For example, Garner is actually a male first name of French origin. Eldridge is an Old English male first name, as is Hale. Warner is a male first name of German origin. You can also find ethnic names on various Web sites.

After you’ve come up with a name, there are several left-brain (logical) techniques for getting to know your characters. One is the character interview, which can go far toward helping you create characters who are three-dimensional.

This one comes from Diane Chamberlain, author of many novels including The Good Father. Play the part of your character and fill in the blanks:

I love_______________________________
I hate_______________________________
I am embarrassed by __________________
I want a man who______________________
My mother____________________________
My father_____________________________
My family_____________________________
My biggest flaw is______________________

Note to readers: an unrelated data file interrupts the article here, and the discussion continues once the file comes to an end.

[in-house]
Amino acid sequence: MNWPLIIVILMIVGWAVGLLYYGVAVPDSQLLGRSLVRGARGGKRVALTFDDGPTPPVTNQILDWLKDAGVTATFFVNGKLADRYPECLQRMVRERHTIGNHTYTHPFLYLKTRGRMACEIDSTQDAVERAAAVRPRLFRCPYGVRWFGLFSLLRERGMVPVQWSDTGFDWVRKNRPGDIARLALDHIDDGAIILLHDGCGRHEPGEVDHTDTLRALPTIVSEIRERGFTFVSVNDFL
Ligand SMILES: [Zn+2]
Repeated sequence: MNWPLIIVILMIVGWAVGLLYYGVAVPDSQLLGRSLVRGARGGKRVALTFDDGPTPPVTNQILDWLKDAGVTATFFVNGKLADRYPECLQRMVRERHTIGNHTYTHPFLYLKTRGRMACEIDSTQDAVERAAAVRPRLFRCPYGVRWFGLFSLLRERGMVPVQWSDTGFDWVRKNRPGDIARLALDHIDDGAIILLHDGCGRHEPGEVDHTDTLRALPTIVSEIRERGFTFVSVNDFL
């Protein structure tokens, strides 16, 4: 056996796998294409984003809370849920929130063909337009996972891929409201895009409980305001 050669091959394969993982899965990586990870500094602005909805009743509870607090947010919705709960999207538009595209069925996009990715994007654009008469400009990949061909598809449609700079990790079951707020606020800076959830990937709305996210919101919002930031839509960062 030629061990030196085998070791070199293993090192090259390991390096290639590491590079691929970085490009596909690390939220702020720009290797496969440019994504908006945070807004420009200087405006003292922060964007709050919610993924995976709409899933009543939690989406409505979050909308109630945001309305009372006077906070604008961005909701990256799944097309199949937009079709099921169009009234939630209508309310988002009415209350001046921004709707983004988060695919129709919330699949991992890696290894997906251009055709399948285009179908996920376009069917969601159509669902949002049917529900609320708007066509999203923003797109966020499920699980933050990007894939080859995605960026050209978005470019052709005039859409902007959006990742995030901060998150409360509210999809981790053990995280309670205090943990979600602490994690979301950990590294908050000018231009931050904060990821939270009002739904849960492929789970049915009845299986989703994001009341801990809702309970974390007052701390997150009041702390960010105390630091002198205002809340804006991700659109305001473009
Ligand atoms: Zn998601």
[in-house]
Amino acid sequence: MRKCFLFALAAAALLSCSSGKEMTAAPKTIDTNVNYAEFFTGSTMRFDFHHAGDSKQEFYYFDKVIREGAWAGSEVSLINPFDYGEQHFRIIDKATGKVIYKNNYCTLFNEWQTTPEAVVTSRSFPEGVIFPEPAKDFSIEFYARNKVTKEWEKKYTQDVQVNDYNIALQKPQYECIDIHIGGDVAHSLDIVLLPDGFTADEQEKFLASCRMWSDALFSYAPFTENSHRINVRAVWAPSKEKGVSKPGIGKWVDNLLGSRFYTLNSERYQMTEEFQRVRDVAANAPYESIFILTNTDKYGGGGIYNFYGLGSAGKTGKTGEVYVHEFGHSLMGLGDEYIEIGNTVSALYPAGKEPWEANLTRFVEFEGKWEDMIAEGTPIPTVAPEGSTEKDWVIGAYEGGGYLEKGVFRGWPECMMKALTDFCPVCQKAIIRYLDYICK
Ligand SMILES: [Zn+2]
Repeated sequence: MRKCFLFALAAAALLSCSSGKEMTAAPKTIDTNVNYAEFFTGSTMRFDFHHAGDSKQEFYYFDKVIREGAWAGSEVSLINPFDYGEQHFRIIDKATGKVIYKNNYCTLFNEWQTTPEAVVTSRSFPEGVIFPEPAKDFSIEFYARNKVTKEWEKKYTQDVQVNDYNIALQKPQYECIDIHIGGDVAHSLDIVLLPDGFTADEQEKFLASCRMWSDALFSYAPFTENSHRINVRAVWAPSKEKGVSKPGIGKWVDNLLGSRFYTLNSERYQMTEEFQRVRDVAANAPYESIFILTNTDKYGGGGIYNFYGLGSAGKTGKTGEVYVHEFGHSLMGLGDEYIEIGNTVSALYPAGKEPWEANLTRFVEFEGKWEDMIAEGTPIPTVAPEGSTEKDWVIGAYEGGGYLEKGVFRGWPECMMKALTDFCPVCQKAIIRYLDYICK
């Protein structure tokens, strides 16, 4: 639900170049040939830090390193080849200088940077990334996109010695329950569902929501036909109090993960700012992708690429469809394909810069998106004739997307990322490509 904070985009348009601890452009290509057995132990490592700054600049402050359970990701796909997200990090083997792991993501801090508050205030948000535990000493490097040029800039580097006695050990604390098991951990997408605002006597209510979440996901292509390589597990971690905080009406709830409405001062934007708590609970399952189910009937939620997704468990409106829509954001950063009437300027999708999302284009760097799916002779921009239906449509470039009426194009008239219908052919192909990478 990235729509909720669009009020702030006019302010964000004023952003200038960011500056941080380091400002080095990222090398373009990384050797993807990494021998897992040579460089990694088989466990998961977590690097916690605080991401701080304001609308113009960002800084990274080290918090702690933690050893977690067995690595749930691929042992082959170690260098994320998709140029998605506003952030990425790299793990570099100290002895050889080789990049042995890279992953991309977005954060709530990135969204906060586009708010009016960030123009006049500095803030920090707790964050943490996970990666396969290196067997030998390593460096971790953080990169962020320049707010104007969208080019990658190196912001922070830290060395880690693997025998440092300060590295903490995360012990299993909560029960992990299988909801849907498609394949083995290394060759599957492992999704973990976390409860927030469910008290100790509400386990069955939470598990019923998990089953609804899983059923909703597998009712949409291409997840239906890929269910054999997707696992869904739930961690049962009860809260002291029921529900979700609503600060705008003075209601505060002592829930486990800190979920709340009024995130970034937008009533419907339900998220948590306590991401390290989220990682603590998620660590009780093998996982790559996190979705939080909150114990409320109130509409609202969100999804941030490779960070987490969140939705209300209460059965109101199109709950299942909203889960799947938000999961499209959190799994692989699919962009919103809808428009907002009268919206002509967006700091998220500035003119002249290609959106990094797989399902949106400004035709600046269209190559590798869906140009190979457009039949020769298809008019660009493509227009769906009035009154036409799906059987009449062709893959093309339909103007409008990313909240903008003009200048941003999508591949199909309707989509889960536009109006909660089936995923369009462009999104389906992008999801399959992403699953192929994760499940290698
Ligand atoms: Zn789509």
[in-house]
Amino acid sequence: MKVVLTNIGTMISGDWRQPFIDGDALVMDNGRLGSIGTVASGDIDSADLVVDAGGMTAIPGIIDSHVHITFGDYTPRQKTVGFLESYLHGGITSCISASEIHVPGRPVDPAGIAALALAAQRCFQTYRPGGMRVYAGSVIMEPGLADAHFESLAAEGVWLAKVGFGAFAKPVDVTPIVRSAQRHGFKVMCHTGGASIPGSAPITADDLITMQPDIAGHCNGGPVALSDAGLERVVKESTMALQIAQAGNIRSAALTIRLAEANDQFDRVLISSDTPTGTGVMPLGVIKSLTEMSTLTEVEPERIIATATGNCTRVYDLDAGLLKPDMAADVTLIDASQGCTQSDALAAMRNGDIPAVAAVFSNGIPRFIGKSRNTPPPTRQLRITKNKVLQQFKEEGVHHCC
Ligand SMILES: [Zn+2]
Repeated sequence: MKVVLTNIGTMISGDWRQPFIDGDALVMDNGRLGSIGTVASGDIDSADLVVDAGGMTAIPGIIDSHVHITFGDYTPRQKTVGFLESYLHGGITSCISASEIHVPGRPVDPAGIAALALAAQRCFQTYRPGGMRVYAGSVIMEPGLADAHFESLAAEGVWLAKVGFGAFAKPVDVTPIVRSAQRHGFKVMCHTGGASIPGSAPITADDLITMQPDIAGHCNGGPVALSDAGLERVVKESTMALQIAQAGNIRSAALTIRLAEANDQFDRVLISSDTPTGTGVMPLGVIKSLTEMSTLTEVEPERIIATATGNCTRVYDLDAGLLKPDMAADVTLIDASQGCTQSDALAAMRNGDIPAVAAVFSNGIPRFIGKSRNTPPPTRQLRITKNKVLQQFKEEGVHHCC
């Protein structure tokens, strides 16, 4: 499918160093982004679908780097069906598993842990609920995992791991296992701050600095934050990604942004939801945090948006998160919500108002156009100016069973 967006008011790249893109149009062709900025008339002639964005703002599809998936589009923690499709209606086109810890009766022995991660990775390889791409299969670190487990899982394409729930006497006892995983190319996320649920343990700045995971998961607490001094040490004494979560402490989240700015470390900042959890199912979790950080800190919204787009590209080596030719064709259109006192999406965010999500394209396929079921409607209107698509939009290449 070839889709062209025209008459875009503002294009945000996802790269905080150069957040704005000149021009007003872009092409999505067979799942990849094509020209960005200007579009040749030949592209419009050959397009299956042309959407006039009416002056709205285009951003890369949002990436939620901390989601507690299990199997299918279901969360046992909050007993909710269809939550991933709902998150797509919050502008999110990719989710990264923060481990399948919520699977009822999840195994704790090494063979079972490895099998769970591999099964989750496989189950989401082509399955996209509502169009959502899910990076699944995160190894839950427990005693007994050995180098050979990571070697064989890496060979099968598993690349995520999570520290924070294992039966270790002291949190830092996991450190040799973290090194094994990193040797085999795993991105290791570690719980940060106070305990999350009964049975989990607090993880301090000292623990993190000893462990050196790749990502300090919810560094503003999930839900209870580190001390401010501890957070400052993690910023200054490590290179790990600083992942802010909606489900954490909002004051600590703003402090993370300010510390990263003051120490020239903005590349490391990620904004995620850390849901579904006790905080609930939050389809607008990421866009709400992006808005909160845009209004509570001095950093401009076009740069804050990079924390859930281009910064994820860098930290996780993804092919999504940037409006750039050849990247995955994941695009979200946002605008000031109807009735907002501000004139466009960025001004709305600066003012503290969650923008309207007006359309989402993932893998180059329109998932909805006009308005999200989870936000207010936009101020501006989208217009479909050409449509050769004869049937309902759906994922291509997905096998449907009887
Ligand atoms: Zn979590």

Eating is_____________________________
Sex is_______________________________
Traveling is___________________________
Money is_____________________________
My house is___________________________
My life is_____________________________
Work is_______________________________
People are____________________________
The world is___________________________
Religion is____________________________
Government is_________________________
_______________________________makes me happy
_______________________________makes me sad
_______________________________makes me frightened
_______________________________makes me proud
_______________________________makes me lonely
_______________________________embarrasses me
_______________________________frightens me
I don’t want anybody to know that____________________
I am afraid of___________________________________
I like to wear____________________________________
I hate to wear___________________________________